Crate pfmt[][src]


This library provides a flexible and powerful method to format data. At the heart of the library lie two traits: Fmt, for things that are formattable, and FormatTable, that maps placeholders in format strings to actual Fmts and supply those with information they need to produce output. Unlike with format! from the standard library, there is no restriction that format strings need to be static; in fact the whole point of the library is to allow moving as much control over formatting process into the format strings themselves (and ideally those - in user-editable config files).

There are several impls of FormatTable, most notable for HashMaps (with either str or String keys, and Borrow<Fmt> values, which means a bit of type annotations required to use those) and Vecs (with Borrow<Fmt> elements). The method on FormatTable to format a string is format(&self, format_string: &str) -> Result<String, FormattingError>

Each format string consists of one or several literals and placeholders, optionally separated by colons (":"). If you need a colon in your literal or some part of a placeholder, you need to escape it: "\:". In its simplest form, a placeholder looks like this: "{foobar}" (brackets can be escaped too, if you need them in a literal or somewhere else). This will request the format table that does the formatting to lookup a Fmt named "foobar" and insert it contents there, or fail if it cannot find it (or produce it - see 'More fun' section). Of course, this alone is not much use. Most Fmts support flags that can change the output of the formatting procedure, for instance floats can request to be printed in exponential notation. Flags are just single characters and are separated from the identifier with a colon: "{foobar:flags}". A trailing colon is allowed. Some Fmts also support options, which are specified after the flags (and if you want to use options, you need a flags section, even if it's empty) and are separated by colons: "{foobar::option1=value1:option2=value2}". There aren't too many options at the moment. There is also a possibility of giving arguments to a placeholder, but there's no implementation (yet) of a FormatTable that takes advantage of it.

See each implementation's entry to learn all the options and flags it supports.

So let's see some examples how this all is tied together.


Let's start with something boring:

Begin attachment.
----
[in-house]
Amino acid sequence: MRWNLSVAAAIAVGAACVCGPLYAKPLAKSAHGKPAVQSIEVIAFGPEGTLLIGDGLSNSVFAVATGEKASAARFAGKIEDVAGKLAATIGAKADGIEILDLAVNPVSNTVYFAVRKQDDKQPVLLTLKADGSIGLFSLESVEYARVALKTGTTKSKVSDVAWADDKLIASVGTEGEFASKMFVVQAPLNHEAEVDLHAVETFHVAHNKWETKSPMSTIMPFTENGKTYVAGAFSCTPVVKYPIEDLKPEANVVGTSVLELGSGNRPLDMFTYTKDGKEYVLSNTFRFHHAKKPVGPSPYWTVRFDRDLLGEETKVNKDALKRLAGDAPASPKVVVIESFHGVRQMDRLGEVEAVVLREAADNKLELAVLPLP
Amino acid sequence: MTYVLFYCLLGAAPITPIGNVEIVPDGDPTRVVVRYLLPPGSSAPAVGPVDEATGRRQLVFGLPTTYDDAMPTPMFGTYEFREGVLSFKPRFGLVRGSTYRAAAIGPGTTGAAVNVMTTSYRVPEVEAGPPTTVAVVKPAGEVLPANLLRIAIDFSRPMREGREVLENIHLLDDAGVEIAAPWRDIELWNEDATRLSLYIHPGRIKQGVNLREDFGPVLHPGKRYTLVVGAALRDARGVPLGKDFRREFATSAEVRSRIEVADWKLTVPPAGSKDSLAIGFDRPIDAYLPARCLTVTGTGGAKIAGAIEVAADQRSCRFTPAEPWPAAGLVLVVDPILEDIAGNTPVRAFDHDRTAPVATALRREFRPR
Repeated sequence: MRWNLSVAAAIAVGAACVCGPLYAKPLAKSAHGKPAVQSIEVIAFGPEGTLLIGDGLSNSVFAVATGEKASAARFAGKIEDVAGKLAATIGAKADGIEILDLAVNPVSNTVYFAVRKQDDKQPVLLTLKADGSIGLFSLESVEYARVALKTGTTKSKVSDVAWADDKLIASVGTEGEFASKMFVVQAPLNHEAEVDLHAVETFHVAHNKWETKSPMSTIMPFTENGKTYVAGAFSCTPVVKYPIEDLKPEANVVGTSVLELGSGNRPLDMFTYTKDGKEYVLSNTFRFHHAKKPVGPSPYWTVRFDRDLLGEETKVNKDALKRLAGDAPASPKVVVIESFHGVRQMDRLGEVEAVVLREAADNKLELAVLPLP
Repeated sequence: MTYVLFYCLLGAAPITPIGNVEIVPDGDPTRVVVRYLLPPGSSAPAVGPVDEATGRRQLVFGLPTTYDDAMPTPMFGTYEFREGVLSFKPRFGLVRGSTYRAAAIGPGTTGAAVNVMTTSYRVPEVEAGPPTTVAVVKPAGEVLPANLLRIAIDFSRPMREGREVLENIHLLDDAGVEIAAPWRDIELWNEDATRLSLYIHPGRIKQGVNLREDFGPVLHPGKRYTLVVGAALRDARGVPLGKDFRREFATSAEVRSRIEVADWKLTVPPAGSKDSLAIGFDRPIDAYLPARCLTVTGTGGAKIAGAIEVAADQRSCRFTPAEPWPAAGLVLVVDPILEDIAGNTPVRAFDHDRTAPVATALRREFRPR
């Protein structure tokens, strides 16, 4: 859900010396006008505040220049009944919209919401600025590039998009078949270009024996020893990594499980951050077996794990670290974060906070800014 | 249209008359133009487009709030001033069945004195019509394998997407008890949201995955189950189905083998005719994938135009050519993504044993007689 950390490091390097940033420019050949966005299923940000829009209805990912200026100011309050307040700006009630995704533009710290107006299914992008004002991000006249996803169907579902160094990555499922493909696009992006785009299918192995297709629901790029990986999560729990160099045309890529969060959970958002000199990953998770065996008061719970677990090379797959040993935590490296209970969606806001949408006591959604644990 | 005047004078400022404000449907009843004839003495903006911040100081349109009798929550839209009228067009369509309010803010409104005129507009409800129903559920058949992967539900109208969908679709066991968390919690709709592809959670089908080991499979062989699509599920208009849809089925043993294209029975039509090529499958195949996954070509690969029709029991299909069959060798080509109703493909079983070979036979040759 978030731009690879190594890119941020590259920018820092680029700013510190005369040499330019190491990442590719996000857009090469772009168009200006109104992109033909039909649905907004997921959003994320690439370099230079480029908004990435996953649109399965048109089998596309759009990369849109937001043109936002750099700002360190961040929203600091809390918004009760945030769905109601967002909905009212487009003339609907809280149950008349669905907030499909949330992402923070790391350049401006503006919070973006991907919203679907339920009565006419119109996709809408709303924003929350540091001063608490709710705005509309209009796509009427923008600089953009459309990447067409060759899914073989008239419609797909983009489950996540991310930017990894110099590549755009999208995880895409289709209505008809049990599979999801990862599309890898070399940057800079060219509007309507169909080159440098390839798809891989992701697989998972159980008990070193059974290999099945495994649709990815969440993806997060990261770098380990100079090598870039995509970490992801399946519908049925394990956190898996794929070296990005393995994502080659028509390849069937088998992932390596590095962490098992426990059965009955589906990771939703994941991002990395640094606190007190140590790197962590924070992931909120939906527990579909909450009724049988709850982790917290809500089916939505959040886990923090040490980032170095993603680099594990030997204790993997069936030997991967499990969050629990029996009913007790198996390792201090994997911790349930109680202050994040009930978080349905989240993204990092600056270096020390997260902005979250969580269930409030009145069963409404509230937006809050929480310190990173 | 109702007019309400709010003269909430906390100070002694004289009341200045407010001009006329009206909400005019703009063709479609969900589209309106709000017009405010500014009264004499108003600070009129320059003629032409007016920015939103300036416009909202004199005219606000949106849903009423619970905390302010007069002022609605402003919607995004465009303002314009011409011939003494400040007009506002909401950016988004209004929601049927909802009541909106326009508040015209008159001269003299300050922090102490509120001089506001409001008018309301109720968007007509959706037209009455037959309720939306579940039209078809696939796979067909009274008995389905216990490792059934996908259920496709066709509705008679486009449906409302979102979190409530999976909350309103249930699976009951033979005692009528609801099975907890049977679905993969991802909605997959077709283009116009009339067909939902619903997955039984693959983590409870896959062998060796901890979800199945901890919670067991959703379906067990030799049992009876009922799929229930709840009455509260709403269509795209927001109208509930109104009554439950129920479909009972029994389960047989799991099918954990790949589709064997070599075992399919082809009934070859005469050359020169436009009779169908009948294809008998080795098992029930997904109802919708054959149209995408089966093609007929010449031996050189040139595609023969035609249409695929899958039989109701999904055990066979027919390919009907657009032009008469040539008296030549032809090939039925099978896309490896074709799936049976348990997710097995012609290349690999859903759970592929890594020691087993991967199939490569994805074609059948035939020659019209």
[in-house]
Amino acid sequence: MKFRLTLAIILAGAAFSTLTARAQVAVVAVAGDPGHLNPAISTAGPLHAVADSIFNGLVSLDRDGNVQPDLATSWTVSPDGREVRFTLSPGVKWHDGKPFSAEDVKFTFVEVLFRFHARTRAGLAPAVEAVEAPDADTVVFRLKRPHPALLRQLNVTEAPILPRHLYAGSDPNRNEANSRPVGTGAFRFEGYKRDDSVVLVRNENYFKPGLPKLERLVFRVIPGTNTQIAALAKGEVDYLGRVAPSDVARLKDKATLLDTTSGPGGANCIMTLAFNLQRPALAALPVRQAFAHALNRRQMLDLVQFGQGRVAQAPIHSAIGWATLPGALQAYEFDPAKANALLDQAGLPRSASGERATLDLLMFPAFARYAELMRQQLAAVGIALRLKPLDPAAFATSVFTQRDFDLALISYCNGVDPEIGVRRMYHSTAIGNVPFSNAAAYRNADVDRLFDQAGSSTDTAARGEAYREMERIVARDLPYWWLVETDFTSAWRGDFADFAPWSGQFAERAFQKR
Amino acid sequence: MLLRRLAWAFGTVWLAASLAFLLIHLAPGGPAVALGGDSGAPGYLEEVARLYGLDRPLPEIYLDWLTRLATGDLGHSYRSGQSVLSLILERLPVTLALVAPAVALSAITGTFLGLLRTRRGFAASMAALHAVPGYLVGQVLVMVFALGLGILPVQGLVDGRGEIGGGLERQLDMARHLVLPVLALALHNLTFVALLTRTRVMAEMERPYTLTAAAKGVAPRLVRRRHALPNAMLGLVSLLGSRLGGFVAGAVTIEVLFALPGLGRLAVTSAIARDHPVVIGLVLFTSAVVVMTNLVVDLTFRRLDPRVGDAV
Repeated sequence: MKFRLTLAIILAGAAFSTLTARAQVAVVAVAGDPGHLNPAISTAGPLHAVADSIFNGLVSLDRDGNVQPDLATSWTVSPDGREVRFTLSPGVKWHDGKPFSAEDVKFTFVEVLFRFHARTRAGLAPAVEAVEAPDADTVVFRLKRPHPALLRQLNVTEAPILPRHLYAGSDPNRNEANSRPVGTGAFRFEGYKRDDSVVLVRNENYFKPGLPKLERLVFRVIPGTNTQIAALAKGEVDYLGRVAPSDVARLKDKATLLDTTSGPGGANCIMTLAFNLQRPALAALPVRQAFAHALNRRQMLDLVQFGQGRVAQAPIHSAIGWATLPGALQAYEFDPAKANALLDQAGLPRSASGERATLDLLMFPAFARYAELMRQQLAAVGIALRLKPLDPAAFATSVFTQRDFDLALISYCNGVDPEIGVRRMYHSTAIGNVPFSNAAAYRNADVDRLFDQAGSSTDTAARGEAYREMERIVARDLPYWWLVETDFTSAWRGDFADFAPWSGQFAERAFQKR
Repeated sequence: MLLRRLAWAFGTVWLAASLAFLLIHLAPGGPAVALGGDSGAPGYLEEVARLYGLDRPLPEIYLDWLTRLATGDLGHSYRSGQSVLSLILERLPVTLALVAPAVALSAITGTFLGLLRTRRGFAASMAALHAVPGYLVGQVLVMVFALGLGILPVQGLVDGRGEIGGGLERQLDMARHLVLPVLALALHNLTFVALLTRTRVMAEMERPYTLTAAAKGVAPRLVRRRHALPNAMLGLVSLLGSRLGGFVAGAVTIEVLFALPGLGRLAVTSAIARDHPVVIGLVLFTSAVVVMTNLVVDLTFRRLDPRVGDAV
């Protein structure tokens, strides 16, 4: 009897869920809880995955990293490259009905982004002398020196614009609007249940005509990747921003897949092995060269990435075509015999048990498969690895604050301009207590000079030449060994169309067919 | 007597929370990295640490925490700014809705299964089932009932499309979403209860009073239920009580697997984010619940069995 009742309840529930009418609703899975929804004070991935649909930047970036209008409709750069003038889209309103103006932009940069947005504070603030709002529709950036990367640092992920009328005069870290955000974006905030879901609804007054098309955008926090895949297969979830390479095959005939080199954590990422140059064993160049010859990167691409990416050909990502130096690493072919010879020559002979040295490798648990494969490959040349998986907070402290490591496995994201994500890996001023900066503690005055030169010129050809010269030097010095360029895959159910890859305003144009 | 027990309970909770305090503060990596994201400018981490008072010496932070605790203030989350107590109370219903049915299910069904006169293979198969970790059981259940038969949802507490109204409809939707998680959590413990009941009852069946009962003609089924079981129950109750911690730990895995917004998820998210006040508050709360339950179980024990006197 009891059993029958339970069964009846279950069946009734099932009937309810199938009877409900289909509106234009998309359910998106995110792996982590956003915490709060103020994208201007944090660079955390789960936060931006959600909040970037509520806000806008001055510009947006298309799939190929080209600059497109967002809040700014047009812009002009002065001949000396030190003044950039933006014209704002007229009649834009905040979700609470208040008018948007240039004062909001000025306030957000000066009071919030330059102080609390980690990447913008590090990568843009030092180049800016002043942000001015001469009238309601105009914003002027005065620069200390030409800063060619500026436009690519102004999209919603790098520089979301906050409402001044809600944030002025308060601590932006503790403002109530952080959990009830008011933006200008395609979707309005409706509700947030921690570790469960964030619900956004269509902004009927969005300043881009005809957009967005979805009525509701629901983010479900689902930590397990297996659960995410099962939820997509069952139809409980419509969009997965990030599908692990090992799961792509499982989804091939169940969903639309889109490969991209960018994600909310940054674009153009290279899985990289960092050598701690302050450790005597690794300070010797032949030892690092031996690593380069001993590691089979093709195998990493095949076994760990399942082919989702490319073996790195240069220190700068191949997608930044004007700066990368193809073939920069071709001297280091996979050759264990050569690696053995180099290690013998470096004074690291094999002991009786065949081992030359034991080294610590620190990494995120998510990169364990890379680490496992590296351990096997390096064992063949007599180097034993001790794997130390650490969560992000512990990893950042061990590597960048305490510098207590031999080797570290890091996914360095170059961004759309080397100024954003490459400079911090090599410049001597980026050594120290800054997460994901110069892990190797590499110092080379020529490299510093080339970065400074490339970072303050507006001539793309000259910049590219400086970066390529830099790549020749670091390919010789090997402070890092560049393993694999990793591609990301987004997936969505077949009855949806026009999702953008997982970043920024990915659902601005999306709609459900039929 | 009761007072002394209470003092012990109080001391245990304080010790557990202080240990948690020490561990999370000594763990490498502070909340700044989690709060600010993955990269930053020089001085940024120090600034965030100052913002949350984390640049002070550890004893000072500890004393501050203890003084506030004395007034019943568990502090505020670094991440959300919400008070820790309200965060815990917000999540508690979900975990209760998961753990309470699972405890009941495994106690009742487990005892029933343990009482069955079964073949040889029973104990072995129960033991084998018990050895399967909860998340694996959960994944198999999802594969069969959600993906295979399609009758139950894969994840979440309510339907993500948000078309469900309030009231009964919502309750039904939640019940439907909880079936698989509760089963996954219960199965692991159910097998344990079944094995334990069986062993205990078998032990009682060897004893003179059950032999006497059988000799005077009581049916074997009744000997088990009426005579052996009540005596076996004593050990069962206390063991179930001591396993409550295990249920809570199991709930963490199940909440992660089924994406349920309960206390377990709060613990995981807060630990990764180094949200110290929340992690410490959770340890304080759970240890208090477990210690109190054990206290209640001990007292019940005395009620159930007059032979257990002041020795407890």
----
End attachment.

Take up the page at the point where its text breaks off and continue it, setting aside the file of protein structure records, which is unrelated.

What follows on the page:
use std::collections::HashMap;
use pfmt::{Fmt, FormatTable};

let i = 2;
let j = 5;
let mut table: HashMap<&str, &Fmt> = HashMap::new();
table.insert("i", &i);
table.insert("j", &j);
let s = table.format("i = {i}, j = {j}").unwrap();
assert!(s == "i = 2, j = 5");

I can do that with format! too. This is a bit more fun, and shows both options and flags:

use std::collections::HashMap;
use pfmt::{Fmt, FormatTable};

let s = "a_really_long_string";
let i = 10;
let j = 12;
let mut table: HashMap<&str, &Fmt> = HashMap::new();
table.insert("s", &s);
table.insert("i", &i);
table.insert("j", &j);
// (note escaped colons)
let s = table.format("hex\\: {i:px}, octal\\: {j:o}, fixed width\\: {s::truncate=r5}").unwrap();
assert!(s == "hex: 0xa, octal: 14, fixed width: a_rea");

Can't decide if you want your booleans as "true" and "false", or "yes" and "no"? Easy:

use std::collections::HashMap;
use pfmt::{Fmt, FormatTable};

let a = true;
let b = false;
let mut table: HashMap<&str, &Fmt> = HashMap::new();
table.insert("a", &a);
table.insert("b", &b);
let s = table.format("{a}, {b:y}, {b:Y}").unwrap();
assert!(s == "true, no, N");

And here are Vecs as format tables:

use pfmt::{Fmt, FormatTable};
let i = 1;
let j = 2;
let table: Vec<&Fmt> = vec![&i, &j];
let s = table.format("{0}, {1}, {0}").unwrap();
assert!(s == "1, 2, 1");

All of the above examples used references as the element type of the format tables, but FormatTable is implemented (for hashmaps and vectors) for anything that is Borrow<Fmt>, which means boxes, and reference counters and more. Tables can fully own the data:

use std::collections::HashMap;
use pfmt::{Fmt, FormatTable};
let mut table: HashMap<String, Box<Fmt>> = HashMap::new();